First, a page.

31 bedrock mortars, a 23 cupule rock, and 3-4 housepits.
Elevation 775 ft.
This site and the Kitchen site are actually on the same terrace, separated by a creekbed, but because we discovered and named the Kitchen site first, we called this site the “First Terrace.”
A view of the First Terrace. The cupule rock is near the lower left corner of this photograph.
Photograph by Bob Bardell.
There are mortars and housepits here.
A housepit in a protected location. Look for mortars in the surrounding rocks. Note the beautiful blooming buckeyes. The Ssaoams probably used the seeds for food after pounding them into flour and then leaching out the poisonous saponins. Unleached flour could be tossed into pools or ponds to kill or stupefy fish.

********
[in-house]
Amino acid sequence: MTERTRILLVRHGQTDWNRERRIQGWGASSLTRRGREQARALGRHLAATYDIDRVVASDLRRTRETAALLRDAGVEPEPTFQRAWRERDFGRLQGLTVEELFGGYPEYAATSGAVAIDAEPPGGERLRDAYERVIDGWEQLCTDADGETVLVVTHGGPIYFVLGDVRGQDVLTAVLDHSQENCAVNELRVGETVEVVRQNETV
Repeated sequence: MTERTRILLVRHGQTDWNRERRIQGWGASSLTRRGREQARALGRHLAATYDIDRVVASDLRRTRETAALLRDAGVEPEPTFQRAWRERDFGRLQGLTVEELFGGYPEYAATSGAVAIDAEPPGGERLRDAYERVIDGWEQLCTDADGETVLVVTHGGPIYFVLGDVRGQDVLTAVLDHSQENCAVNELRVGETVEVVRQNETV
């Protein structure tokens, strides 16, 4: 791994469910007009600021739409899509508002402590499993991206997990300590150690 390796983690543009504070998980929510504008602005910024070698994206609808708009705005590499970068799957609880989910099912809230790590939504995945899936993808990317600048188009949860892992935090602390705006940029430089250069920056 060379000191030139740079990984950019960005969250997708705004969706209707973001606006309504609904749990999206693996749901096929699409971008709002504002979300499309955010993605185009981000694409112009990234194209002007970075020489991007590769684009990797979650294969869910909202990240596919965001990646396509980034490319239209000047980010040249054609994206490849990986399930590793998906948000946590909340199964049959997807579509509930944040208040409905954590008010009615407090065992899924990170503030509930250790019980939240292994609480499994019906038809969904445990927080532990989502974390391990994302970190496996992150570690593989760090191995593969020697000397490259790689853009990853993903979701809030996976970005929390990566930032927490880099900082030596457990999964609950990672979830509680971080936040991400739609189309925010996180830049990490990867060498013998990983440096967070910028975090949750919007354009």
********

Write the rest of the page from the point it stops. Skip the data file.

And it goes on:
There are 23 cupules on this rock, which is set on the eastern side of the First Terrace near the slope of the hill up to the Second Terrace. The use of cupule rocks here and elsewhere is, for the most part, shrouded in mystery. See Cupule Petroglyphs in the Diablo Range by E. Breck Parkman in the Journal of California and Great Basin Anthropology Vol. 8, No. 2, pp. 254-55 (1986) for a discussion of this rock art form.
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